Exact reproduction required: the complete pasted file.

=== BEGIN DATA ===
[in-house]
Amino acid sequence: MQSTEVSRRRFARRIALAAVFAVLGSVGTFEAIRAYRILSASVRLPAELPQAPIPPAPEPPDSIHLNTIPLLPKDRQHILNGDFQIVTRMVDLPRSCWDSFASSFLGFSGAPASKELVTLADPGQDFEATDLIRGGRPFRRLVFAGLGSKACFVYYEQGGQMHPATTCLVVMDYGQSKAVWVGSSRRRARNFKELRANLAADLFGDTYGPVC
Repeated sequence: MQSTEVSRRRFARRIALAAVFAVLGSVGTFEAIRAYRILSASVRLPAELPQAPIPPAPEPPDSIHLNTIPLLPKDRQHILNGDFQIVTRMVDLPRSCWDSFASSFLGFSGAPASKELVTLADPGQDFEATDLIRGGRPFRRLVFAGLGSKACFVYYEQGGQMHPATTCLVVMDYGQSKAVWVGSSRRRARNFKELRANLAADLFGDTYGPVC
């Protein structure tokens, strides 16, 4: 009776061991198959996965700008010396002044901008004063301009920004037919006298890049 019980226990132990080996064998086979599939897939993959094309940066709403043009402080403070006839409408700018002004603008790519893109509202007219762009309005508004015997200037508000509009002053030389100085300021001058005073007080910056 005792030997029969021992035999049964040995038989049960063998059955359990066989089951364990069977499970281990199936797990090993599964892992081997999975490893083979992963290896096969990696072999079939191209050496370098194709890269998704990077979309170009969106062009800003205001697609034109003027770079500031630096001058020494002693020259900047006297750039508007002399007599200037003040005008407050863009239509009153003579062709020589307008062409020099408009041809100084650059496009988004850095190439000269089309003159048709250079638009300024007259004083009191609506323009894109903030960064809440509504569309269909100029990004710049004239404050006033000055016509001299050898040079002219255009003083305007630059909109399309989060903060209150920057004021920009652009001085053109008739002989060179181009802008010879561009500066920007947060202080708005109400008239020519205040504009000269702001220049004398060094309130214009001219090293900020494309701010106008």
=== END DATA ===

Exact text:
[in-house]
Amino acid sequence: MQSTEVSRRRFARRIALAAVFAVLGSVGTFEAIRAYRILSASVRLPAELPQAPIPPAPEPPDSIHLNTIPLLPKDRQHILNGDFQIVTRMVDLPRSCWDSFASSFLGFSGAPASKELVTLADPGQDFEATDLIRGGRPFRRLVFAGLGSKACFVYYEQGGQMHPATTCLVVMDYGQSKAVWVGSSRRRARNFKELRANLAADLFGDTYGPVC
Repeated sequence: MQSTEVSRRRFARRIALAAVFAVLGSVGTFEAIRAYRILSASVRLPAELPQAPIPPAPEPPDSIHLNTIPLLPKDRQHILNGDFQIVTRMVDLPRSCWDSFASSFLGFSGAPASKELVTLADPGQDFEATDLIRGGRPFRRLVFAGLGSKACFVYYEQGGQMHPATTCLVVMDYGQSKAVWVGSSRRRARNFKELRANLAADLFGDTYGPVC
């Protein structure tokens, strides 16, 4: 009776061991198959996965700008010396002044901008004063301009920004037919006298890049 019980226990132990080996064998086979599939897939993959094309940066709403043009402080403070006839409408700018002004603008790519893109509202007219762009309005508004015997200037508000509009002053030389100085300021001058005073007080910056 005792030997029969021992035999049964040995038989049960063998059955359990066989089951364990069977499970281990199936797990090993599964892992081997999975490893083979992963290896096969990696072999079939191209050496370098194709890269998704990077979309170009969106062009800003205001697609034109003027770079500031630096001058020494002693020259900047006297750039508007002399007599200037003040005008407050863009239509009153003579062709020589307008062409020099408009041809100084650059496009988004850095190439000269089309003159048709250079638009300024007259004083009191609506323009894109903030960064809440509504569309269909100029990004710049004239404050006033000055016509001299050898040079002219255009003083305007630059909109399309989060903060209150920057004021920009652009001085053109008739002989060179181009802008010879561009500066920007947060202080708005109400008239020519205040504009000269702001220049004398060094309130214009001219090293900020494309701010106008």